Atopic patients (those with allergic asthma, allergic rhinitis, and atopic dermatitis) commonly have IgE antibodies to molds as part of polysensitization.
Currently available studies do not conclusively prove that exposure to outdoor airborne molds plays a role in allergic rhinitis, and studies on the contribution of indoor molds to upper airway allergy are even less compelling.
Current studies do not conclusively demonstrate a causal relationship of airborne mold exposure and clinical manifestations of allergic rhinitis
The occurrence of mold-related toxicity (mycotoxicosis) from exposure to inhaled mycotoxins in non occupational settings is not supported by the current data, and its occurrence is improbable.
The occurrence of mold-related irritant reactions from exposure to fungal irritants in non occupational settings are theoretically possible, although unlikely to occur in the general population given exposure and dose considerations.
Further information about thresholds for irritant reactions in at-risk populations is needed to better define the role of molds, mold product
Exposure to molds and their products does not induce a state of immune dysregulation (e.g., immunodeficiency or auto immunity).
The practice of performing large numbers of nonspecific immune-based tests as an indication of mold exposure or mold-related illness is not evidence based and is to be discouraged.
Measurement of Mold
Air sampling is a snapshot of limited value
Total fungi spores that are greater in concentration in indoor than outdoor air might be potential evidence of increased fungal presence indoors. However, in normal indoor environments xerophillic fungi, such as Aspergillus and Penicillium species, might be found indoors at levels above those measured outdoors on a given day.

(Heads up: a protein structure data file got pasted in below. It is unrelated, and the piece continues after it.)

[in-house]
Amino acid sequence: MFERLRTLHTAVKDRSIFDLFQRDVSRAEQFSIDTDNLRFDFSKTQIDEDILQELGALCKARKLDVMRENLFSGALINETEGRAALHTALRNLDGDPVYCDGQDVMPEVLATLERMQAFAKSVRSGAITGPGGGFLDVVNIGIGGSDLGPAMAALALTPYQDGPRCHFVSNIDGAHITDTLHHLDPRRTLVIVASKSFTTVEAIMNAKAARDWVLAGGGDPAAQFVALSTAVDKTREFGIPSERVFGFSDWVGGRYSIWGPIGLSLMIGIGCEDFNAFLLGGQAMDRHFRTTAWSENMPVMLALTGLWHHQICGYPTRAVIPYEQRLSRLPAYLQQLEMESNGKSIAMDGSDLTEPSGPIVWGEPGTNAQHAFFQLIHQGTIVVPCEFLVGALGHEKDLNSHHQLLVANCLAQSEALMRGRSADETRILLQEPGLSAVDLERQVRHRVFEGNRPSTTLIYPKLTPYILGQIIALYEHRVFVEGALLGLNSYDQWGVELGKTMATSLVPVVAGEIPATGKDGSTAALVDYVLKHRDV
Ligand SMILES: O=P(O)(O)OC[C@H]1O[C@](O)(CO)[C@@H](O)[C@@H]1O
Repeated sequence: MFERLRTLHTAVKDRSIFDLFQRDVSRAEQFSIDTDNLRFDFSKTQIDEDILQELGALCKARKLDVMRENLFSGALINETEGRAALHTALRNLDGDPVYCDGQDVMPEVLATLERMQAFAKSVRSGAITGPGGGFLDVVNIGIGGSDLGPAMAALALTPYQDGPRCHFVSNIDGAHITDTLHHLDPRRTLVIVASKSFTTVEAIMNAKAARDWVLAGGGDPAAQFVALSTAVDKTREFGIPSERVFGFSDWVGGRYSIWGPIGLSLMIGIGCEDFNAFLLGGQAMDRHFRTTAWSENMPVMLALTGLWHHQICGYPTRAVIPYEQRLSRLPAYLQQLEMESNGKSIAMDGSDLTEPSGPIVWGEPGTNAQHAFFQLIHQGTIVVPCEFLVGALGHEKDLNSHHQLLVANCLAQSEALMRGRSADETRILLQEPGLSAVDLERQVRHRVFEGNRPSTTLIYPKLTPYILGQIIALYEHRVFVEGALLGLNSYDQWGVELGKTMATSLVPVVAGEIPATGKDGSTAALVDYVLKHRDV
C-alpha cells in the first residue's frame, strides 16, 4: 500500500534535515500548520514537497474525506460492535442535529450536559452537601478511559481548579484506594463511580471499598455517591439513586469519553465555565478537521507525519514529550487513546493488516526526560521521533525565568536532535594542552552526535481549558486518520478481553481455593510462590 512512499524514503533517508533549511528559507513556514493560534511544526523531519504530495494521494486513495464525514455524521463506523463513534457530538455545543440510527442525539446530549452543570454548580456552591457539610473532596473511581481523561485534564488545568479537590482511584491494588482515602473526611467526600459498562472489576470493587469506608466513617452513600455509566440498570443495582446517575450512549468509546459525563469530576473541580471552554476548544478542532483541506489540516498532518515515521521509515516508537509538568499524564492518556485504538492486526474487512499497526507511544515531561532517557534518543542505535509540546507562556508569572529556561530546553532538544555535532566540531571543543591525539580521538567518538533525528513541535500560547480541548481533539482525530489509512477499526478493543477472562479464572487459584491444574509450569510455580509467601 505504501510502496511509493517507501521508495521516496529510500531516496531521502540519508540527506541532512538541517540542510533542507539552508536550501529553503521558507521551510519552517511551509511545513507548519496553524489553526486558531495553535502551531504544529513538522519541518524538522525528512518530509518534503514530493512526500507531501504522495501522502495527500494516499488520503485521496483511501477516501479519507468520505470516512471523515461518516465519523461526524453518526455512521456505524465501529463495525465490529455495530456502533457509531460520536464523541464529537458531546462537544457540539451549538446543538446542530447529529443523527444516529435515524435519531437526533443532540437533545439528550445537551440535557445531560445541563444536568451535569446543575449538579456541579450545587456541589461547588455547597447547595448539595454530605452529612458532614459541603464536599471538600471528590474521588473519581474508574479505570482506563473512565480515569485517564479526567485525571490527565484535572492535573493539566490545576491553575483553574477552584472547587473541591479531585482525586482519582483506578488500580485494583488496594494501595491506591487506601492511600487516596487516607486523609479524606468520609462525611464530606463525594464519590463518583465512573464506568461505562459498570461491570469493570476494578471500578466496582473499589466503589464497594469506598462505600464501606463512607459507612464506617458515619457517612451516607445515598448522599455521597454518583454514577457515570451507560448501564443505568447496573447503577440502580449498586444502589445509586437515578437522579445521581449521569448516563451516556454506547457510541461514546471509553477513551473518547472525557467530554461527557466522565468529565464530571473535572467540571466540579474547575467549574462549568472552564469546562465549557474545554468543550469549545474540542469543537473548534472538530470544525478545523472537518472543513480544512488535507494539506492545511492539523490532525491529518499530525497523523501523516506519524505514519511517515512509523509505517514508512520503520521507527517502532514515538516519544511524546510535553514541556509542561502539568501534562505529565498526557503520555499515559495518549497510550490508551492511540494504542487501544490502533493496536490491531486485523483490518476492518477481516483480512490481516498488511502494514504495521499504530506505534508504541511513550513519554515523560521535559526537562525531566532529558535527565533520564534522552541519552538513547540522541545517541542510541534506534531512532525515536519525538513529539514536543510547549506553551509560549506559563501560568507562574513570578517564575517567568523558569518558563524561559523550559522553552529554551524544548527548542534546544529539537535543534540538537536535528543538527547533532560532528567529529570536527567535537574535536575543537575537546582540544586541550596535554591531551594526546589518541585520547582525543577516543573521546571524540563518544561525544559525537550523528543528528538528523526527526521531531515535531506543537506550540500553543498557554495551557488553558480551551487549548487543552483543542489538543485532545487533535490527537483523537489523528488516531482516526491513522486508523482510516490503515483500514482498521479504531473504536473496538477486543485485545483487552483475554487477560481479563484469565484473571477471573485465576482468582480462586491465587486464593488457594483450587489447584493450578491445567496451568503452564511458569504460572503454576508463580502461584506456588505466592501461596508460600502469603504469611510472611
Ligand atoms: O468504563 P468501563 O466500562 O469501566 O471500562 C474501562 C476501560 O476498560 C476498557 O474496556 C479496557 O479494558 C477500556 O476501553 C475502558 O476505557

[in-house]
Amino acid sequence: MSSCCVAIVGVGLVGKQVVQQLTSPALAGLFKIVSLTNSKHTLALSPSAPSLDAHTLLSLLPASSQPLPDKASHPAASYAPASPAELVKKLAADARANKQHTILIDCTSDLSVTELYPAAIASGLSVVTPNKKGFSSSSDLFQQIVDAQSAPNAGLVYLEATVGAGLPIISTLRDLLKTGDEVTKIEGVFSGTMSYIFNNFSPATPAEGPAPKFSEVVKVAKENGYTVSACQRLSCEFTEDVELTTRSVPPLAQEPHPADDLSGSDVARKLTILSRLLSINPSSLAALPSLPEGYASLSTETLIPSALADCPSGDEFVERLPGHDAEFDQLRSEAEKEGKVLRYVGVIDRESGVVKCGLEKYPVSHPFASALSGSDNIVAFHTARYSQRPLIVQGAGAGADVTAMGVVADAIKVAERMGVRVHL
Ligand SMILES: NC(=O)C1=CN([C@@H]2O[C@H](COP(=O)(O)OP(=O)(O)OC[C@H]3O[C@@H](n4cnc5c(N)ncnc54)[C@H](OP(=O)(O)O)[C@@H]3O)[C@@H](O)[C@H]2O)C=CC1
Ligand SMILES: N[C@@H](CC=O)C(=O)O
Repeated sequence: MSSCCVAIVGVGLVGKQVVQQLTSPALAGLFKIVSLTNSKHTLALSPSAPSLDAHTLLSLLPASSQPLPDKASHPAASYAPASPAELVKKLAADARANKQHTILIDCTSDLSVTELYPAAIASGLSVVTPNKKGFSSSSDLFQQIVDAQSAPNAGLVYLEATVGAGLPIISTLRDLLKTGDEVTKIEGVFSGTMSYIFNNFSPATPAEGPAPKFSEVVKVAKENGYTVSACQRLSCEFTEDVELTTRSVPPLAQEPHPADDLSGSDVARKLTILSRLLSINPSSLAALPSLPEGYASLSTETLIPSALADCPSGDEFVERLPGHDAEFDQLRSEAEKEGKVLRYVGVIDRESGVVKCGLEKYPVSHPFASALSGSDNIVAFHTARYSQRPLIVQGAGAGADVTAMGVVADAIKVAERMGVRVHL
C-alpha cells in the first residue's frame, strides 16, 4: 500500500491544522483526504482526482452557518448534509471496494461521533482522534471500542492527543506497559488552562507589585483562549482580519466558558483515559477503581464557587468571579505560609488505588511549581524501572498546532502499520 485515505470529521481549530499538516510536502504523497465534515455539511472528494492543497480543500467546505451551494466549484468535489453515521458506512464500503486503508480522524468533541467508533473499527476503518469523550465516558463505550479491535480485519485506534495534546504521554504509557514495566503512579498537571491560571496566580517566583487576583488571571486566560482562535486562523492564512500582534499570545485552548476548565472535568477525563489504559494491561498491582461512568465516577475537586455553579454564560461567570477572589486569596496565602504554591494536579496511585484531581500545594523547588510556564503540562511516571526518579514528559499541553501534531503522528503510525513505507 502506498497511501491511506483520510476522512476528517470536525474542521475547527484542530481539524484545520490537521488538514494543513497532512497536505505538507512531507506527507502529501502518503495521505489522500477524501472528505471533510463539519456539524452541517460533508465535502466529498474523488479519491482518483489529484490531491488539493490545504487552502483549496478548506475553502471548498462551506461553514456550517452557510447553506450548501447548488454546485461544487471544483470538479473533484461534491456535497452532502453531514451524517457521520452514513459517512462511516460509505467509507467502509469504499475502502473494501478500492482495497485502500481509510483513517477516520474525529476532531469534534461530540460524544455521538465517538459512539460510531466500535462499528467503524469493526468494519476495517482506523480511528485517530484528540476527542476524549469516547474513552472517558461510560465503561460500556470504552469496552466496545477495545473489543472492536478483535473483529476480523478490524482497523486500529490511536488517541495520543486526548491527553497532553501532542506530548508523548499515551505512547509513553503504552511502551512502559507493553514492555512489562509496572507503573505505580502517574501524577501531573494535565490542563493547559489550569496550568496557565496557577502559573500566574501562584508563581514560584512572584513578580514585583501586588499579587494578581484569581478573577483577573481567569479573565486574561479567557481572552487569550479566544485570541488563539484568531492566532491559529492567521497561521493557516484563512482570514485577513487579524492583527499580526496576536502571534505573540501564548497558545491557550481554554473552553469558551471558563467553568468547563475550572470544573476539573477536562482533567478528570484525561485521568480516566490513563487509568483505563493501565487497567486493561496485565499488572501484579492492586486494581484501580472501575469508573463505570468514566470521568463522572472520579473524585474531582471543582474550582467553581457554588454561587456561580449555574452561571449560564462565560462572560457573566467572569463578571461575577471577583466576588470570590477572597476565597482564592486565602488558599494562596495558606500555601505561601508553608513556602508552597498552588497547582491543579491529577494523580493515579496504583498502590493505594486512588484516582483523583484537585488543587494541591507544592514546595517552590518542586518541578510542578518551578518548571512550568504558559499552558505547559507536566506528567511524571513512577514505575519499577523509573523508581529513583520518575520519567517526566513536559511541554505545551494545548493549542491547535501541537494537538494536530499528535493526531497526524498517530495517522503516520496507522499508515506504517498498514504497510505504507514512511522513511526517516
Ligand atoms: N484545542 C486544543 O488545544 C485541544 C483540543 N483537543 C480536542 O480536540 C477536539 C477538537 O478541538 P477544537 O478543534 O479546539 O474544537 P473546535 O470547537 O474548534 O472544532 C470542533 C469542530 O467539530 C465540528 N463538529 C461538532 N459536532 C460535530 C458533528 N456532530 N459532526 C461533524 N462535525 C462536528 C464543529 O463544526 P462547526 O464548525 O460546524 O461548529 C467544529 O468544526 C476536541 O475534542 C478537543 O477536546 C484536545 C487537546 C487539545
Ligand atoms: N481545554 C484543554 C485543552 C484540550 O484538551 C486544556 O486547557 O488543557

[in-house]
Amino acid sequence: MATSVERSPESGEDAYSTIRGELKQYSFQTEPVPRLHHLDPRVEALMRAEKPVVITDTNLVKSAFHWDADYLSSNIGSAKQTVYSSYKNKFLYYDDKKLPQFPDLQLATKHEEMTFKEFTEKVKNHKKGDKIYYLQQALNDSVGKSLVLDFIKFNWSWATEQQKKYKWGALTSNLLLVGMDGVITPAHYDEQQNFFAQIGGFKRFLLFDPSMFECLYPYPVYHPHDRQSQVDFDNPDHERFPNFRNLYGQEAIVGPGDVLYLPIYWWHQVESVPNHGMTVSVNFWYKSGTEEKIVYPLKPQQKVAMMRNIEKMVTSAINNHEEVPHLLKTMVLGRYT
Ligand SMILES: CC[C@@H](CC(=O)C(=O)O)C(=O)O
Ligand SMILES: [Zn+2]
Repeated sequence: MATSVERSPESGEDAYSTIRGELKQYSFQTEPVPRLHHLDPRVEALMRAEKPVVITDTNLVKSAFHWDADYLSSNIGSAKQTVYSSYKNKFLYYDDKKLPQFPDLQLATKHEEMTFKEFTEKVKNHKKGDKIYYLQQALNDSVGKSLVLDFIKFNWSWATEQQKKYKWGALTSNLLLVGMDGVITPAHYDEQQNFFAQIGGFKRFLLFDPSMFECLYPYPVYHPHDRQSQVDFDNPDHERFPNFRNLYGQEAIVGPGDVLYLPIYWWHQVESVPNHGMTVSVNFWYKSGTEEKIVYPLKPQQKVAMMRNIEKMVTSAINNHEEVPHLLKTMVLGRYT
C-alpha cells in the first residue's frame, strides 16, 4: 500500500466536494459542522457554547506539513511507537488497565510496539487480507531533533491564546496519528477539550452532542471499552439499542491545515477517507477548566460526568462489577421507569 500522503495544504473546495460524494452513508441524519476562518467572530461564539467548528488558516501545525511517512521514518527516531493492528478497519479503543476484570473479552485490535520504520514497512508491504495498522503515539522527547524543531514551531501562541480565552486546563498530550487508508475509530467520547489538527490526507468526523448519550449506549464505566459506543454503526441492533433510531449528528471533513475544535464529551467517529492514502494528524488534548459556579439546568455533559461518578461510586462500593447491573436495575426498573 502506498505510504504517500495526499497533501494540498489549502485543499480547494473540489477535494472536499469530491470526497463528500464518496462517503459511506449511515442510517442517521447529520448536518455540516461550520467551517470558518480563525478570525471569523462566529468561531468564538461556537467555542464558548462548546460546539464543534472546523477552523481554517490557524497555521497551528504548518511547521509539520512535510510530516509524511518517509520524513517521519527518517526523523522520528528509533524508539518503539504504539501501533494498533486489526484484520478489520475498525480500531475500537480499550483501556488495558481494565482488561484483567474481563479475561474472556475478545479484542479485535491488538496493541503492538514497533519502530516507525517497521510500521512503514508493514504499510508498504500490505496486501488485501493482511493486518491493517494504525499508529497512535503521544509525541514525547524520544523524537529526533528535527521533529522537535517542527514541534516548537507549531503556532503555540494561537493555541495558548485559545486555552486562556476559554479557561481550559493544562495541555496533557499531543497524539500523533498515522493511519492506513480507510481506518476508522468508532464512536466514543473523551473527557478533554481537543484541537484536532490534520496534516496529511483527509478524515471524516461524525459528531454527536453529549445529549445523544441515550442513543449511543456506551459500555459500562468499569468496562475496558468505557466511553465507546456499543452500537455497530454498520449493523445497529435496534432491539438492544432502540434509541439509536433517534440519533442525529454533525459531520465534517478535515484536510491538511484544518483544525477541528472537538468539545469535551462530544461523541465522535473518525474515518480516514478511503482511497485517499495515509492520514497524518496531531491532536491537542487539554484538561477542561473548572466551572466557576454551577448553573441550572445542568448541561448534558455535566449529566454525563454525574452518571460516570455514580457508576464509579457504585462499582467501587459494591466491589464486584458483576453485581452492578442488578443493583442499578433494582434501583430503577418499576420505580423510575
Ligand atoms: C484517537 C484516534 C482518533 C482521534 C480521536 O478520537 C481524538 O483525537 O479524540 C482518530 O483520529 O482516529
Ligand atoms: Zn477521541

Even when the fungal levels are greater indoors than those outdoors, health risks would be limited in most cases, except to the subject specifically allergic to the mold in question.
Measurement of mold
Bulk, surface, and within-wall cavity measurements of fungi, although sometimes indicating the presence of fungi, do not provide a measure of exposure.
ABOVE is quite right. EXPOSURE LEVEL is so difficult to measure that it’s virtually not worth the bother.
But for sure I’ve seen exposures lead to serious problems for some clients – usually I’d divide this into two groups:
sudden, new, acute onset is during very high exposure such as demolition of moldy drywall
chronic exposure to lower levels
this is not addressing specifically mycotoxins – often we don’t know just what effects are at work, and often there are multiple effects and they are thus confounding the research –
respiratory – very common
neurological – apparently or possibly occurring, hard to prove, less common
allergic – skin rashes, lesions, very common
fungal infections and aspergillosis are indeed rare in my experience
Fungi found in these places require a route of exposure through air (aerosolization and entry into the patient’s respirable air) that involves many factors not included in these measurements. Such testing should not be used to assess exposure.
Exposure by skin contact, especially eye contact, can be serious.
Sampling of both indoor and outdoor air for mold spores provides a measure of potential exposures and can be useful in certain clinical conditions, but it has